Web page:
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What is the Central England Temperature series?

In studies of the climate for any region, locality etc., it is important to have a homogeneous record to describe such atmospheric variables as rainfall, sunshine, temperature which eliminate as far as possible changes in site (both location and characteristics), observing practice and so on. Professor Gordon Manley (1902-1980) developed one such series which dealt with the temperature of 'central England', defined as the area stretching from the Lancashire Plain southwards across the Midlands, and constructed using stations in the Lancashire (including the modern-day Merseyside/Gtr.Manchester) area, and the east and west Midlands.

The series has been maintained since his death, although there have been changes in stations used, as some have closed/altered. Corrections also have to be applied, particularly to latter-day observations to take account of urbanisation, however the 'CET' series remains one of the longest and most widely used of its kind in the world. The record now extends, on a monthly basis, back to 1659, and on a daily record back to 1772. However, the values prior to 1721 are regarded as less reliable than later data, a fact acknowledged by Manley amongst others. Nothwithstanding this caveat, useful clues to changes in climate can be gleaned from this work. It has also been shown that the CET series is a statistically useful indicator of changes of mean temperature for a somewhat wider area than just the 'English Midlands'.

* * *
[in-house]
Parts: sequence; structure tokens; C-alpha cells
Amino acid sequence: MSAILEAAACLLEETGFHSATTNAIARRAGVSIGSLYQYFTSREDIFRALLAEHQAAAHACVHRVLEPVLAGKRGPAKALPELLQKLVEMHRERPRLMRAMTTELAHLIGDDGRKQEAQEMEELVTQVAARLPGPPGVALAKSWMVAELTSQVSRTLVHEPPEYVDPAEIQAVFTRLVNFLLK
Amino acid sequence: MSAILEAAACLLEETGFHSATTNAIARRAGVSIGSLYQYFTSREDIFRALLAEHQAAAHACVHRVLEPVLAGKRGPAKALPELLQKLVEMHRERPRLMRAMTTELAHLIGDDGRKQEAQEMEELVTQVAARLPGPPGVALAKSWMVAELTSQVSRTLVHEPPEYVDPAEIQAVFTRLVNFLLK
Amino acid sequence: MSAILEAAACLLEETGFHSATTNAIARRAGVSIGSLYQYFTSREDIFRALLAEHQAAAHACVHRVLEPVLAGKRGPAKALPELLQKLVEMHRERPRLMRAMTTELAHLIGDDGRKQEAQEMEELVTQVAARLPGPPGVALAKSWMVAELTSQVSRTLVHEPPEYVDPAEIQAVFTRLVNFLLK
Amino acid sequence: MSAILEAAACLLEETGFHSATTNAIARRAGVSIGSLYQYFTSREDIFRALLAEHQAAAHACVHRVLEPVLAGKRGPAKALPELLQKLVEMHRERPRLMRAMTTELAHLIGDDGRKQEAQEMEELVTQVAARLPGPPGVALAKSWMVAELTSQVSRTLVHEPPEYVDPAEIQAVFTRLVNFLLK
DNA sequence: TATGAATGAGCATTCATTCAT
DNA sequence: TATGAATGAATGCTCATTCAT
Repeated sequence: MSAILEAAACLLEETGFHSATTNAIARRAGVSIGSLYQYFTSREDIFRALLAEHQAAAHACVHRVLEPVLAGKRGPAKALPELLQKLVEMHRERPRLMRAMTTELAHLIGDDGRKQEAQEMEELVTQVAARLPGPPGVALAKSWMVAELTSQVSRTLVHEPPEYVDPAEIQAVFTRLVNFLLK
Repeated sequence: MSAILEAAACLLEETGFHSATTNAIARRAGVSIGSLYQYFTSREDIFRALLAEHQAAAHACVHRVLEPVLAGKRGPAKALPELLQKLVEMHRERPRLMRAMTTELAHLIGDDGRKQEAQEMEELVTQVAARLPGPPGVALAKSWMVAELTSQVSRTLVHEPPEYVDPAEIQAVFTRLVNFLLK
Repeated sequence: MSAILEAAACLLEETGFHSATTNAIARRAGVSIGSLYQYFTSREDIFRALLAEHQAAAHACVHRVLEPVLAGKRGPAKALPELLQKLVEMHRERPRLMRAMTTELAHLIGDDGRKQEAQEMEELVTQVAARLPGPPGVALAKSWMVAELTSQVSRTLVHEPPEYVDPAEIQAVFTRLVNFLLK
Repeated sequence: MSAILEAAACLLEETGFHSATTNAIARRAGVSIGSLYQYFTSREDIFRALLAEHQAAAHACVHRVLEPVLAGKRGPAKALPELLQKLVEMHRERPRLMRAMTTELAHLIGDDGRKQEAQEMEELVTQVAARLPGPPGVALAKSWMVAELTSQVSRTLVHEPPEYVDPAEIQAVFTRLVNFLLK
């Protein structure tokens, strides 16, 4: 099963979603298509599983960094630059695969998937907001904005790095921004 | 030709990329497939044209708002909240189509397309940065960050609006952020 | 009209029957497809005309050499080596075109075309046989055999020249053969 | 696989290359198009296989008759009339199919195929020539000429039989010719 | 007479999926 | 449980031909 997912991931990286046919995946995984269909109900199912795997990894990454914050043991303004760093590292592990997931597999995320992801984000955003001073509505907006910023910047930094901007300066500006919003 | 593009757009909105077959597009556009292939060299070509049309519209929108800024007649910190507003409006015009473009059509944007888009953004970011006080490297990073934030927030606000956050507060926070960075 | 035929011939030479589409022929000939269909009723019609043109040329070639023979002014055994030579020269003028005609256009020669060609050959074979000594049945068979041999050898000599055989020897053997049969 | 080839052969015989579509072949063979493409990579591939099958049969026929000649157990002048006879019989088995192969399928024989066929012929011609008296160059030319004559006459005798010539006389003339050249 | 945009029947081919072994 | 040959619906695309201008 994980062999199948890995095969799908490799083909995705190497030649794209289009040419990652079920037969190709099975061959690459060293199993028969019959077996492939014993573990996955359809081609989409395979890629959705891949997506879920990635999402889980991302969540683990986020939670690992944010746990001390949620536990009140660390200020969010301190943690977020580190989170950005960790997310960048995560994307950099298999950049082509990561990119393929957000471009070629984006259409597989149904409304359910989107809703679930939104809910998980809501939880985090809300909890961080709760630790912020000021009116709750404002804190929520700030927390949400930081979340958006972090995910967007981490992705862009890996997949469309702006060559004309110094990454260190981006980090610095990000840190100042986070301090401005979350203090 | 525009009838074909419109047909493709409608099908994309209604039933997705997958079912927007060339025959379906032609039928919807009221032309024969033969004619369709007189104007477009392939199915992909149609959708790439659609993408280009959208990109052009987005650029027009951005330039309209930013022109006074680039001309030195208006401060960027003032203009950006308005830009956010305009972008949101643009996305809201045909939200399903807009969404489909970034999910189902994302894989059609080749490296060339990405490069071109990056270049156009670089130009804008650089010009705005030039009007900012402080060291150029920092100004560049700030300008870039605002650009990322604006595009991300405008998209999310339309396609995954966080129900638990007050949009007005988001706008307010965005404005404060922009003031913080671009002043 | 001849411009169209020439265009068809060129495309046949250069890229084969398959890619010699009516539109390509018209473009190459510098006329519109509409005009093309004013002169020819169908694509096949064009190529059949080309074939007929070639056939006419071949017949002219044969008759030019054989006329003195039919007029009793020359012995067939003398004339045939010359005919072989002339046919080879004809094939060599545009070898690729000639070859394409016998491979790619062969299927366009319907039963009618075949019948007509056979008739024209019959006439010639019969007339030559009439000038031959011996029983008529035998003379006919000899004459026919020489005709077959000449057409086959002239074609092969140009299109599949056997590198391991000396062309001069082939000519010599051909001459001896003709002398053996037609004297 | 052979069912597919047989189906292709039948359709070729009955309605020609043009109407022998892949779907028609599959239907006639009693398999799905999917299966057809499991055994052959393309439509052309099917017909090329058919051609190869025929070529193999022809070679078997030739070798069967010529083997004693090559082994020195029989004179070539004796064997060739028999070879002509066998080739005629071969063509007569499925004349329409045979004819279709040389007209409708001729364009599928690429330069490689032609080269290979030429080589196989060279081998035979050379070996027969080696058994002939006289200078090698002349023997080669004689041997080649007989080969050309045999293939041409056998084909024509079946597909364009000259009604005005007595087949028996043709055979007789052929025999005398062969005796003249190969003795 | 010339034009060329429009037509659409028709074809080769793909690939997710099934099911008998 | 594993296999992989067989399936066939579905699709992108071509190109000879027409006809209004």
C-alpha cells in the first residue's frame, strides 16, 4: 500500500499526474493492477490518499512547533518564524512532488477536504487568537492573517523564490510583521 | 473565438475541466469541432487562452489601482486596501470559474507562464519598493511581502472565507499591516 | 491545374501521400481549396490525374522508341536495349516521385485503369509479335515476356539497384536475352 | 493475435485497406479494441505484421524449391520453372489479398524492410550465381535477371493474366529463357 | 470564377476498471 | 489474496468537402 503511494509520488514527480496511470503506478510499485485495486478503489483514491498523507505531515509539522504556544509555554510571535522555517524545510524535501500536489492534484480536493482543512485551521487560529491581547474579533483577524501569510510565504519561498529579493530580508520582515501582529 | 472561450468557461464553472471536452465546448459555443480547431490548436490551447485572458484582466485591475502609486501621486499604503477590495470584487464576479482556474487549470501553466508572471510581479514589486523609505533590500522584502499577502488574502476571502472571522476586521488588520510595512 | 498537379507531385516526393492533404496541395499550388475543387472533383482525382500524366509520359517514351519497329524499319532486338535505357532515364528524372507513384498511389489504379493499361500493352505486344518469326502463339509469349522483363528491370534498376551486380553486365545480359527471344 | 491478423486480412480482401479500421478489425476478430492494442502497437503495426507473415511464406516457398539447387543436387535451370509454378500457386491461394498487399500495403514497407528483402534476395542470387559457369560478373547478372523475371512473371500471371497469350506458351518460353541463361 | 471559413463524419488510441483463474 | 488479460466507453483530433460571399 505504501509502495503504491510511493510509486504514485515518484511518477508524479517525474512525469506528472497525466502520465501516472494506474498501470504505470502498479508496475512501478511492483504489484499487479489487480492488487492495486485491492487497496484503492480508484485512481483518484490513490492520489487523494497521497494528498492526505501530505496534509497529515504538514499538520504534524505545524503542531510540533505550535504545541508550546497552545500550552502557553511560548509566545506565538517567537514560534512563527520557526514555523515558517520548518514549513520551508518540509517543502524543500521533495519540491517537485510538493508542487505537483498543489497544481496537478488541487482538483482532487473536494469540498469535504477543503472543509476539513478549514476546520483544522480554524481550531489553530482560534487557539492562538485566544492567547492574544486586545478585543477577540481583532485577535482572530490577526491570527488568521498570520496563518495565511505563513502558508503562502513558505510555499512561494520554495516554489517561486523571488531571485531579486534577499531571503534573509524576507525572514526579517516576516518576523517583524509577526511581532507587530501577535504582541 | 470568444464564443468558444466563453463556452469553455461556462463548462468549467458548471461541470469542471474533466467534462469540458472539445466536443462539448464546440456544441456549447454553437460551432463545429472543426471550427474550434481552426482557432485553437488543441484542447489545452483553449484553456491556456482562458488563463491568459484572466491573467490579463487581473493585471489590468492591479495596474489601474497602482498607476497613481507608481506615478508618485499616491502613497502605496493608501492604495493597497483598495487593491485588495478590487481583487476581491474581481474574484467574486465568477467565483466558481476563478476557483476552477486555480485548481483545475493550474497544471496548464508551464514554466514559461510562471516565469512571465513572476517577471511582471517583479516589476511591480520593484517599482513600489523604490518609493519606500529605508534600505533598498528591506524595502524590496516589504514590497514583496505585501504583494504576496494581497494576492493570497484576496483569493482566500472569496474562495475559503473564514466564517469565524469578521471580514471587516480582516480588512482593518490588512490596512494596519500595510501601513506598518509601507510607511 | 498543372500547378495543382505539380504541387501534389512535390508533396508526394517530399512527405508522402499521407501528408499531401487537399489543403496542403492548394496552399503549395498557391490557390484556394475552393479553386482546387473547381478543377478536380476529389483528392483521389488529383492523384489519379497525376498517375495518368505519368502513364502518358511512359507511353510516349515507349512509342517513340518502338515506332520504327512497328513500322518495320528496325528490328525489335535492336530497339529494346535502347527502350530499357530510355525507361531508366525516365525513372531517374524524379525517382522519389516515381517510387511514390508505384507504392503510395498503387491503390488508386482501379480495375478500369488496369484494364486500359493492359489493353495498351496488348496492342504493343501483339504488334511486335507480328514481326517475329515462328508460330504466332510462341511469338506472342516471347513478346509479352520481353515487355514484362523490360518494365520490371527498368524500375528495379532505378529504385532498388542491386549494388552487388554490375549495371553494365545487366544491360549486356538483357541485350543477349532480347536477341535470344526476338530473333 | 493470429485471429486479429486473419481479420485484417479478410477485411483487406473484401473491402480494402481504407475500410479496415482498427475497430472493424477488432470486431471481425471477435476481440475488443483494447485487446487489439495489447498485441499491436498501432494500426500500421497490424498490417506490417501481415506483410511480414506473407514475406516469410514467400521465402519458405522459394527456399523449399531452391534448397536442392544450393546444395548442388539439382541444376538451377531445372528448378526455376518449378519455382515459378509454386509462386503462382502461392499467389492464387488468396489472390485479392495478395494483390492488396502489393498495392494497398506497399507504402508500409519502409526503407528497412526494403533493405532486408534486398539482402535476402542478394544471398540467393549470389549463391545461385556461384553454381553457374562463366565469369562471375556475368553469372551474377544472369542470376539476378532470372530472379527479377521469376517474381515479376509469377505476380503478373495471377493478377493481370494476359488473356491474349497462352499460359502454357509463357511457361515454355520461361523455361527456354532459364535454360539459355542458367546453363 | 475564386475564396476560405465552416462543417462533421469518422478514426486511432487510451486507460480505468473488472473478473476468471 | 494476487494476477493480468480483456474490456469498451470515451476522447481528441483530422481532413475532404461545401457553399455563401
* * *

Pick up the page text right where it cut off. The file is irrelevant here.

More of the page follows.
To see the monthly series maintained by the University of East Anglia go to:

http://www.cru.uea.ac.uk/~mikeh/datasets/uk/

... and for data, and more information on the data-set maintained by the Hadley Centre/Met Office, go to:

http://www.metoffice.gov.uk/research/hadleycentre/obsdata/cet.html

Remember though that values are often revised after initial issue: it is a good idea to check back periodically to capture such changes.